This article explores what are the hierarchical queries and how to migrate it from Oracle and PostgreSQL.
In this context, hierarchy means relationship between parent and child tables or views provided that every child can have only one parent, whereas a parent can have multiple children. This is very useful when trying to build reporting queries. A hierarchical query is very helpful to organize extracted rows in a tree-like structure, where the data is retrieved by iterating from the root.
Basically, hierarchical queries are created via these keywords in Oracle:
The example below illustrates how a hierarchical query works in Oracle. Assume, we have the table with all employees of some company defining as:
create table employees( id int, full_name varchar2(50), job_title varchar2(20), manager_id int );
The table contains data as follows:
insert into employees values(123, 'Mark', 'CEO', null); insert into employees values(29, 'Harry', 'CTO', 123); insert into employees values(46, 'Paul', 'Software Engineer', 29); insert into employees values(17, 'Sam', 'Software Engineer', 29); insert into employees values(89, 'Dan', 'Software Engineer', 29); insert into employees values(30, 'John', 'CFO', 123); insert into employees values(74, 'Bill', 'Sales Manager', 30); insert into employees values(51, 'Andrew', 'Sales Manager', 30);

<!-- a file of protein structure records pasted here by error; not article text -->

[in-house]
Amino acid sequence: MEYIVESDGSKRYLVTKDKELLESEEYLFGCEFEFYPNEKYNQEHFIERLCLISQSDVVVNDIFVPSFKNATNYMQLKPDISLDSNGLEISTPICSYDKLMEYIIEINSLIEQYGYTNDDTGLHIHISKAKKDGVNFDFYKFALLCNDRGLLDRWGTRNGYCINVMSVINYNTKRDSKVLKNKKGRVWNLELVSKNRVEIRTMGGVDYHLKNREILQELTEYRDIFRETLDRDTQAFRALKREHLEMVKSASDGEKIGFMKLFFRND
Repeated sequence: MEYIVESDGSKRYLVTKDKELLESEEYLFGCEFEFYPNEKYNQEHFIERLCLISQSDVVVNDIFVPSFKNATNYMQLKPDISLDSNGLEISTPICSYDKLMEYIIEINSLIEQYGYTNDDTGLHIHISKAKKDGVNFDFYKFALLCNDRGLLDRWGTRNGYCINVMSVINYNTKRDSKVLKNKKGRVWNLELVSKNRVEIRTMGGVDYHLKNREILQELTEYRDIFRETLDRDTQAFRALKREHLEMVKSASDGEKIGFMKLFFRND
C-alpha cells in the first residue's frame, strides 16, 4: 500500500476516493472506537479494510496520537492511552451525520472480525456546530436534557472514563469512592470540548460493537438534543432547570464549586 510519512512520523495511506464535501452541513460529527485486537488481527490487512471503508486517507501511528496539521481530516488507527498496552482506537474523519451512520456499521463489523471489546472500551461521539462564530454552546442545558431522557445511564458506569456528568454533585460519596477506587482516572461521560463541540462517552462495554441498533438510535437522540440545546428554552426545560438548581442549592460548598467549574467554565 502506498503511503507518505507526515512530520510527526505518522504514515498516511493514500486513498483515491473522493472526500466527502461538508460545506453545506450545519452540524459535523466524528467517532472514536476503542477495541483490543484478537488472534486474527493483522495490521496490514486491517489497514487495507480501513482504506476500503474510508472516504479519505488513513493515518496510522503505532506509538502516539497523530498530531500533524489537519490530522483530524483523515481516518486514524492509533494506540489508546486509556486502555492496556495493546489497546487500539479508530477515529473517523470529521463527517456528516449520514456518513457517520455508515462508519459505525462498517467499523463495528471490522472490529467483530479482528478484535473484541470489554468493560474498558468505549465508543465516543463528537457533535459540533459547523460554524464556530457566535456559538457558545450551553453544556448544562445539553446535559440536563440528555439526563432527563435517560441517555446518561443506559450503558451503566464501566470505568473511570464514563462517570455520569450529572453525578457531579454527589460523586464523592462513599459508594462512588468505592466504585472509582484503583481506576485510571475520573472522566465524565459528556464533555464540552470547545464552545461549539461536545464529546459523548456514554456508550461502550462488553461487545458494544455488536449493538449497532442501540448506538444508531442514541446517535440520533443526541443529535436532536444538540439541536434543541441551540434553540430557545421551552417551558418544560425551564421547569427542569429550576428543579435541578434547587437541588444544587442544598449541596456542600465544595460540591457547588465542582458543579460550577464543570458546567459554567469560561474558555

Now it is required to build report containing position of each employee on the corporate ladder. This can easily be done through the following hierarchical query:
SQL> SELECT id, full_name, job_title, level FROM employees CONNECT BY PRIOR id = manager_id START WITH manager_id IS NULL order by level;
This query will extract the data below:
ID FULL_NAME JOB_TITLE LEVEL ---------------------------------- 123 Mark CEO 1 29 Harry CTO 2 30 John CFO 2 74 Bill Sales Manager 3 51 Andrew Sales Manager 3 46 Paul Software Engineer 3 17 Sam Software Engineer 3 89 Dan Software Engineer 3 8 rows selected.
LEVEL is meta-column indicating the hierarchy level
starting with 1 (the root). In our case it also means position on
the corporate ladder.
The same hierarchical query can be created in PostgreSQL with the help of common table expressions (CTE):
postgres=# WITH RECURSIVE cte AS ( SELECT id, full_name, manager_id, 1 AS level FROM employees where manager_id is null UNION ALL SELECT e.id, e.full_name, e.manager_id, c.level + 1 FROM cte c JOIN employees e ON e.manager_id = c.id ) SELECT * FROM cte;
Id | full_name | manager_id | level --------+-----------+------------+------ 123 | Mark | | 1 29 | Harry | 123 | 2 30 | John | 123 | 2 74 | Bill | 30 | 2 51 | Andrew | 30 | 3 46 | Paul | 29 | 3 17 | Sam | 29 | 3 89 | Dan | 29 | 3 (8 rows)
As we can see from the example given above, parts of hierarchical query are migrated from Oracle from PostgreSQL as:
START WITH manager_id IS NULLbecomes
WHERE manager_id IS NULL
CONNECT BY PRIOR ...becomes
JOIN employees ON ...
levelcolumn must be explicitly defined in PostgreSQL
More information about how to migrate Oracle queries to PostgreSQL is available in this whitepaper